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Goldman Sachs cuts growth forecast as trade war triggers recession fears

President Donald Trump meets with China’s President Xi Jinping at the start of their bilateral meeting at the G20 leaders summit in Osaka, Japan, June 29, 2019.

Kevin Lemarque | Reuters

The U.S.-China trade war is going to have a larger impact on growth than Goldman Sachs originally estimated.

The firm lowered its fourth-quarter growth forecast by 20 basis points to 1.8%, citing a larger than-expected impact of recent trade war events.

“We have increased our estimate of the growth impact of the trade war,” said Goldman Sachs chief U.S. economist Jan Hatzius in a note to clients Sunday. “The drivers of this modest change are that we now include an estimate of the sentiment and uncertainty effects and that financial markets have responded notably to recent trade news.”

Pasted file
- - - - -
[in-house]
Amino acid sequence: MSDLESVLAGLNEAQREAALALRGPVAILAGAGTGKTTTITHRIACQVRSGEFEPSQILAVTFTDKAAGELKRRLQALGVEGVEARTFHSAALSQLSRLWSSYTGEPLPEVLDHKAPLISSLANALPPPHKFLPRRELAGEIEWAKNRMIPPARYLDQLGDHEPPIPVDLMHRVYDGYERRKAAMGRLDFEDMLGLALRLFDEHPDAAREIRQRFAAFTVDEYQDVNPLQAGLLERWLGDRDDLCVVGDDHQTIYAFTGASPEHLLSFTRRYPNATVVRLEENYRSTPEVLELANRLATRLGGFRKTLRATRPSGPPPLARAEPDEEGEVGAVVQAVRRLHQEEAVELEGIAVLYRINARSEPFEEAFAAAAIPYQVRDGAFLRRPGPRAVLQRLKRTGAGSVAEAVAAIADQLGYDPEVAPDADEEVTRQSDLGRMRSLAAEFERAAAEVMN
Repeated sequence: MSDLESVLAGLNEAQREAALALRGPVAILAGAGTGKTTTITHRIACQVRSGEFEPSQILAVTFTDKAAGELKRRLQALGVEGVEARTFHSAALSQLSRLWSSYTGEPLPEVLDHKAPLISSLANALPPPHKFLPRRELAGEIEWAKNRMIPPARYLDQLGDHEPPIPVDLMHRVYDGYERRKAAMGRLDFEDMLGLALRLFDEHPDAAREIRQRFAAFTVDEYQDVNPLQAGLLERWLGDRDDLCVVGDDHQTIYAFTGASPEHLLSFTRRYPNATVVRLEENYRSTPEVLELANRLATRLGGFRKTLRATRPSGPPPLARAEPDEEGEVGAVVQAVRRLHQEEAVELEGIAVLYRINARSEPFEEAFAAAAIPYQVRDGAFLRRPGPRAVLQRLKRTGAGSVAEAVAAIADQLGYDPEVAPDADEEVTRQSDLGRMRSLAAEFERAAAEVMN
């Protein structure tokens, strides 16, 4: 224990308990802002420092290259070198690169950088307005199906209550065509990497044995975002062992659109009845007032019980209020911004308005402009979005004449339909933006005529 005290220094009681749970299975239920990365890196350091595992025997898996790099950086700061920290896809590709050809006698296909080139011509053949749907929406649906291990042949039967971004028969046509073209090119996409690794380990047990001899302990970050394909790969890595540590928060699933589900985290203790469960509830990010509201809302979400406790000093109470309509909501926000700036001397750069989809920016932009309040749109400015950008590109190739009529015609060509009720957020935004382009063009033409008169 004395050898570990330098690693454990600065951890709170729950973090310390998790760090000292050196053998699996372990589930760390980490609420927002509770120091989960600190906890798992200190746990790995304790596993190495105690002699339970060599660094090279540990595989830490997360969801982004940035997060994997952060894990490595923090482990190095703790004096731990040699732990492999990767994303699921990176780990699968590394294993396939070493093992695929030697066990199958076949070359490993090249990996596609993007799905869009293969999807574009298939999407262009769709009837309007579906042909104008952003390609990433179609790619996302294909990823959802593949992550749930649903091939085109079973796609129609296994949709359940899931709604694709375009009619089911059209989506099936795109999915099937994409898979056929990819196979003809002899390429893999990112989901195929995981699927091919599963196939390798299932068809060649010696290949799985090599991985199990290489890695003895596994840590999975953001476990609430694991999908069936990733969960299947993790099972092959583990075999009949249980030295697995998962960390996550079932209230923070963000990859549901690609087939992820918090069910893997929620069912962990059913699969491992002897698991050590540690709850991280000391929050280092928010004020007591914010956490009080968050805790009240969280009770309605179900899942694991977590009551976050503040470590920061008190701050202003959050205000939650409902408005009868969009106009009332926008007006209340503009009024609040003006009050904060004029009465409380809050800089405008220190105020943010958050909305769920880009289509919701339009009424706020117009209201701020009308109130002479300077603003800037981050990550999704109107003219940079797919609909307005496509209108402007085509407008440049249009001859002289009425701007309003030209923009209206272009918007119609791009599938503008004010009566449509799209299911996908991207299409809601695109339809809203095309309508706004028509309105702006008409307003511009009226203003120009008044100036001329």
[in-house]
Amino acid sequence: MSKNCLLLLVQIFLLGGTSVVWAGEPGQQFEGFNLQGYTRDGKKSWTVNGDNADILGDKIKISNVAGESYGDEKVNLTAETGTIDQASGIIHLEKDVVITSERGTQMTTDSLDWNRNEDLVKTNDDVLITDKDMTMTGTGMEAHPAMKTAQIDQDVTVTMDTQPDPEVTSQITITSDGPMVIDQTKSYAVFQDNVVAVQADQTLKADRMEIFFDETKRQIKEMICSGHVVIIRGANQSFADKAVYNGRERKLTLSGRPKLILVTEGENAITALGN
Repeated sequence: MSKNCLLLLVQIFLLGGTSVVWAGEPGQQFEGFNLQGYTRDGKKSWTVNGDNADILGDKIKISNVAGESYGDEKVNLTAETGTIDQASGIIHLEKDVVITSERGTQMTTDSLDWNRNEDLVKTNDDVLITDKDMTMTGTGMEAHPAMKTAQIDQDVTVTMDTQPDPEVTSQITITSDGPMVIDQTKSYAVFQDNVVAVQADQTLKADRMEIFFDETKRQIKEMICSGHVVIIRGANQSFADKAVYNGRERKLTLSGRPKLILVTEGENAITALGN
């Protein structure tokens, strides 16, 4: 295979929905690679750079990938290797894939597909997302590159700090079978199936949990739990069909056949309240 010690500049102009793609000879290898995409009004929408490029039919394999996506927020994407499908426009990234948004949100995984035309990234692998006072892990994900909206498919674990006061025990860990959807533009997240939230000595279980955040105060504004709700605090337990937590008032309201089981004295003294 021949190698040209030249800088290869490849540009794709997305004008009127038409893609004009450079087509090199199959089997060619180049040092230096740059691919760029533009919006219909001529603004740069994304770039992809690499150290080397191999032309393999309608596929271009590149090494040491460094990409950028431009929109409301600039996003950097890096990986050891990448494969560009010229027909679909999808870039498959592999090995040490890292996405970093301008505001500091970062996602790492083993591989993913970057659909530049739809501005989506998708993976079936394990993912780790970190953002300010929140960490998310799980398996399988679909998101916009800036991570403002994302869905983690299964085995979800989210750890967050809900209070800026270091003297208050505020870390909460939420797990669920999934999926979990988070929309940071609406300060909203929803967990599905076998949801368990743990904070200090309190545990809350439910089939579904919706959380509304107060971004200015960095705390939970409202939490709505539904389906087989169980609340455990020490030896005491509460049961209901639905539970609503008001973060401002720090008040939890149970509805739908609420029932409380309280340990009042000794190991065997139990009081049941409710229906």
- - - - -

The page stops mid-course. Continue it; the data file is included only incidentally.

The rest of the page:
The trade war between the U.S. and China escalated in recent weeks after Trump’s surprise announcement of 10% tariffs on the remaining $300 billion in Chinese imports that had eluded duties. Markets had their worst day of the year on Monday after China let its currency weaken, crossing the 7 yuan-per-dollar threshold and said it would halt imports of agricultural goods from the U.S. A drop in a currency’s value makes that country’s products cheaper on the international market.

Financial conditions, policy uncertainty, business sentiment and supply chain distribution will all contribute to lower-than-expected growth as a result of the trade war, said Hatzius.

“The policy uncertainty effect may lead firms to lower capex spending as they wait for uncertainty to resolve. Relatedly, the business sentiment effect of increased pessimism about the outlook from trade war news may lead firms to invest, hire, or produce less,” said Hatzius.

Hatzius also said supply chain disruption of rising input costs may lead U.S. firm to lower their domestic activity.

Due to the recent trade war events, Goldman now estimates a cumulative drag on GDP of 0.6%, including a 0.2% drag from the latest escalation.

“Fears that the trade war will trigger a recession are growing,” said Hatzius.

Goldman Sachs said it expects the new round of tariffs to go through in September and it no longer expects a trade deal before the 2020 election.

— with reporting from CNBC’s Michael Bloom

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